John Shufeldt, MD, JD, MBA, FACEP
In his book, How the Mighty Fall: And Why Some Companies Never Give In, Jim Collins discusses the five markers or stages of decline and how a company can identify these stages and reverse itself even after large-scale defeats along the way. (Or, as Bluto (John Belushi) said in Animal House, “Was it over when the Germans bombed Peral Harbor?”)
Applying those stages to the rough patch of road Toyota has been riding brings into focus a cautionary tale with applications to many other industries – including urgent care.

Stage 1: Hubris Born of Success

Arrogance or hubris kicks in when leaders believe that they are entitled to their success because they are so (fill in the adjective) smart/hardworking/innovative/disciplined, etc.
Toyota had enjoyed a 20-plus year history as the quality automotive leader. Essentially, they were wedded to their own success story. The company realized too late that its vehicles had serious safety issues because their collective ego, built upon 20 years of success, could not accept that they, too, suffered from engineering missteps.
The most successful businesspeople I know remain both humble and irrationally afraid that their success is only due to luck or some other fortuitous circumstances that were somehow out of their control. They continue to devote their energies towards constant improvement and always believe their competitors are on their heels.
Take-home point: As Frank Leahy, the venerable Notre Dame football coach once said, “Egotism is the anesthetic that dulls the pain of stupidity.”

Stage 2: Undisciplined Pursuit of ‘More’

undisciplined means that business leaders are delving into new unexplored areas or are pursuing areas outside of their core values without adequately assessing their risks.
If you believe that you can accomplish anything given your past success, this headlong race to the unknown is the logical next step. This has also been called growth for growth’s sake, or overreaching.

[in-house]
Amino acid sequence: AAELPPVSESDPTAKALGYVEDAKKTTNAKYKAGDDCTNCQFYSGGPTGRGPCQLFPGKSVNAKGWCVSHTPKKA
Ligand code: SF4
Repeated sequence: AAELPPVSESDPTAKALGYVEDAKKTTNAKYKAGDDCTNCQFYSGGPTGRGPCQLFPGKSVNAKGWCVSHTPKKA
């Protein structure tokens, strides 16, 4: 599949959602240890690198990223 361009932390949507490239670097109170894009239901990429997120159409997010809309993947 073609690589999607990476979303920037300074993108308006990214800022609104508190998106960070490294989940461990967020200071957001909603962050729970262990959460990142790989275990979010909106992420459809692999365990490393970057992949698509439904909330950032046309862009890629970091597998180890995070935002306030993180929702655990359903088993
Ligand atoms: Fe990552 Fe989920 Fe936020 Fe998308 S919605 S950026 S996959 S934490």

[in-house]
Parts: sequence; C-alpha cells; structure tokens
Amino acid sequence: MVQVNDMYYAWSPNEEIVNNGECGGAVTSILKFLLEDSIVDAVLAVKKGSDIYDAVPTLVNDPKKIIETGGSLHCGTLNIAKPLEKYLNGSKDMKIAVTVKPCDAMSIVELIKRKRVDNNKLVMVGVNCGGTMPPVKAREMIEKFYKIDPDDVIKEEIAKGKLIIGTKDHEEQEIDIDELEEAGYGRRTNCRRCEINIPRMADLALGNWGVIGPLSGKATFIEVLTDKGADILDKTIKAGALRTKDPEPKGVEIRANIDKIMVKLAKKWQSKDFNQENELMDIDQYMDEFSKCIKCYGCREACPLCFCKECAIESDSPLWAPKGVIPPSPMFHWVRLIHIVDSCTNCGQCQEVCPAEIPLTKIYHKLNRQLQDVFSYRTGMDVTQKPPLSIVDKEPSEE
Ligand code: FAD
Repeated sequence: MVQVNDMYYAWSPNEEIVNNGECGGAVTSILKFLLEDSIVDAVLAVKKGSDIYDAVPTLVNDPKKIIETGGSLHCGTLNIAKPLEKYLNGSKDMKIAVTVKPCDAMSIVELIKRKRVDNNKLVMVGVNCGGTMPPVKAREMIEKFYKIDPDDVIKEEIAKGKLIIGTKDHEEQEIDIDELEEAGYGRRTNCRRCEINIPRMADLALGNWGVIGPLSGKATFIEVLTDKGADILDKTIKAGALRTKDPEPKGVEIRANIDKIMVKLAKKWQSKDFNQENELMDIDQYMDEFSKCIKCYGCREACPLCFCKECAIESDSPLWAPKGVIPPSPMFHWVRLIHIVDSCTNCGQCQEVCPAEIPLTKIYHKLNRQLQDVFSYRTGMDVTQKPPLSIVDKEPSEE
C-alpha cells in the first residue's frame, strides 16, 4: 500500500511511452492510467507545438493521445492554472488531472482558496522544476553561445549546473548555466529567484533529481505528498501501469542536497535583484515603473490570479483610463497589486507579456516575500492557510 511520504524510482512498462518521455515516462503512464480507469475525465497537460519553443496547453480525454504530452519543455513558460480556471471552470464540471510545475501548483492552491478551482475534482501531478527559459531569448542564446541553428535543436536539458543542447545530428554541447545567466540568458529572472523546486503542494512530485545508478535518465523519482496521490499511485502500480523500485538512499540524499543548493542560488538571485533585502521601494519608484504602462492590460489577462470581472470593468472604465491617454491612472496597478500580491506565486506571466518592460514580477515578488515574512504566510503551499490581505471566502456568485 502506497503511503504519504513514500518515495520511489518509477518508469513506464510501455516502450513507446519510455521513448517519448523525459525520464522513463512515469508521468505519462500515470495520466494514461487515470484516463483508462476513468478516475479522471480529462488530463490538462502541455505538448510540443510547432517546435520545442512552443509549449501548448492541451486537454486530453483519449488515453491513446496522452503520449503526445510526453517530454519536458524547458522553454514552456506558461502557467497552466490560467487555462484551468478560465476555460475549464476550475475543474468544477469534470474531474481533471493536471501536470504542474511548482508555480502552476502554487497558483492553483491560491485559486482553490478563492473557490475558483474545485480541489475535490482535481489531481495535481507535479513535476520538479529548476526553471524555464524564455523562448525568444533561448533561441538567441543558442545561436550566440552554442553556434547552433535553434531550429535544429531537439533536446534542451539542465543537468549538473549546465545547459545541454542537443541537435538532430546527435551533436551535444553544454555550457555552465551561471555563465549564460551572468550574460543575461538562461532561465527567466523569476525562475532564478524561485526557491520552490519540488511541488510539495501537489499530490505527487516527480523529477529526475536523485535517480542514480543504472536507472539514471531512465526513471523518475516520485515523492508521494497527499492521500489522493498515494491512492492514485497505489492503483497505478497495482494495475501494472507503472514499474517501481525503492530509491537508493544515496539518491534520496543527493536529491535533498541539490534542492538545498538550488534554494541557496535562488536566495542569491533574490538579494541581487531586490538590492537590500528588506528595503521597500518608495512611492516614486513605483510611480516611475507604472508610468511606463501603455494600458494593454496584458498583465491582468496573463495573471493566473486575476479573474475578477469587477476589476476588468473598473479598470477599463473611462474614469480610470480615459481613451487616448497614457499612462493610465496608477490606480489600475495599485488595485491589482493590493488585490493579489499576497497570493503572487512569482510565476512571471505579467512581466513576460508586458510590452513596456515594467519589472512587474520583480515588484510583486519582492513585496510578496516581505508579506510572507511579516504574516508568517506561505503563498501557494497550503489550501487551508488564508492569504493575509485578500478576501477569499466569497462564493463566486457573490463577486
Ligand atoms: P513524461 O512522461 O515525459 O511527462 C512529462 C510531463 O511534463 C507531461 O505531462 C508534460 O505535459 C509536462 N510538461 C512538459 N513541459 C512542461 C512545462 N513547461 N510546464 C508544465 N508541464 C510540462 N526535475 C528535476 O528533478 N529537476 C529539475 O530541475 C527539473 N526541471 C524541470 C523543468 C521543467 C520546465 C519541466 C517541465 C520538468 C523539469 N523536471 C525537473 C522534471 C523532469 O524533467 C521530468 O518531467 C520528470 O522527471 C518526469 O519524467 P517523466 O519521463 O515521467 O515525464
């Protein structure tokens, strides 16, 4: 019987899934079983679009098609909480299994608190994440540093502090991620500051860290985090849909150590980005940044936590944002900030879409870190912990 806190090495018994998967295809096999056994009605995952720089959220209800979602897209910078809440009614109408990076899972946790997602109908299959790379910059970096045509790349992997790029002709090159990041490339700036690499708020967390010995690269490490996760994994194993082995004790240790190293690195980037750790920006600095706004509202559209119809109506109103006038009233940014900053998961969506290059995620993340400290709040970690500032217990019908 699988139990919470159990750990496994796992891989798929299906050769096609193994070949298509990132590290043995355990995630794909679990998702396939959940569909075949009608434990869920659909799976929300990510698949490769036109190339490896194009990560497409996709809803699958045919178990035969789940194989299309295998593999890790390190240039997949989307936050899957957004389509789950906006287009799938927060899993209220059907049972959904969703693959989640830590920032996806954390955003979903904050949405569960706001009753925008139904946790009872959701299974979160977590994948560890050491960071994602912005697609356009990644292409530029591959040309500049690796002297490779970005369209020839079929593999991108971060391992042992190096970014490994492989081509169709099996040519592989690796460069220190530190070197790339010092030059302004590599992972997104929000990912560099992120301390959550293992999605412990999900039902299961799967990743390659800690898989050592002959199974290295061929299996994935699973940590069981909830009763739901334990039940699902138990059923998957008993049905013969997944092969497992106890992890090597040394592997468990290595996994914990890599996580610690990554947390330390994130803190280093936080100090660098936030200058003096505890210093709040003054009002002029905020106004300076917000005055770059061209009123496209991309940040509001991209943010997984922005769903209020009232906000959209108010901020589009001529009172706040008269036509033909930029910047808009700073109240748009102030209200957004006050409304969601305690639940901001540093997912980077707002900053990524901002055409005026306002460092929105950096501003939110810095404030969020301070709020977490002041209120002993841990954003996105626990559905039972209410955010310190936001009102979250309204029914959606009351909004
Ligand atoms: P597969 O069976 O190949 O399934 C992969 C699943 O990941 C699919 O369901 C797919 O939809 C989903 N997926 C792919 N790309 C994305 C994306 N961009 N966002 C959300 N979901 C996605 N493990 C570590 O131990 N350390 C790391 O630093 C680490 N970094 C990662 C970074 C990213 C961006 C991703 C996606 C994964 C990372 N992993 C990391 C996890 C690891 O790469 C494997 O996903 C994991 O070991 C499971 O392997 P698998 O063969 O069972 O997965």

Until about five years ago, Toyota spread its best engineers out all over the world in its new plants or design studios to mentor young engineers. That stopped when they dramatically increased their production capacity and did not have enough of their seasoned engineers to go around. Despite the fact they had large cash reserves, they did not have the necessary fuel (human capital) to grow their infrastructure.
Take-home point: Your growth cannot outpace your talent.

Stage 3: Denial of Risk and Peril

Discounting data which portend bad results is the hallmark of stage 3. Leaders fall back on their egos and explain away bad results as temporary or cyclical, never looking at the root-cause of the issue. At the same time, leaders put a positive spin on neutral data and over emphasize good data.
In the case of Toyota, executives admitted that they had purposely underplayed the disparate reports of unexplained acceleration.
Think of it this way: If you are a fighter pilot flying an airplane, you consciously make some decisions and take some risks which will subject your plane to some hits. However, if you take a risk that can, if it fails, blow your wing off, you will want to take a hard look at whether the risk outweighs the benefit.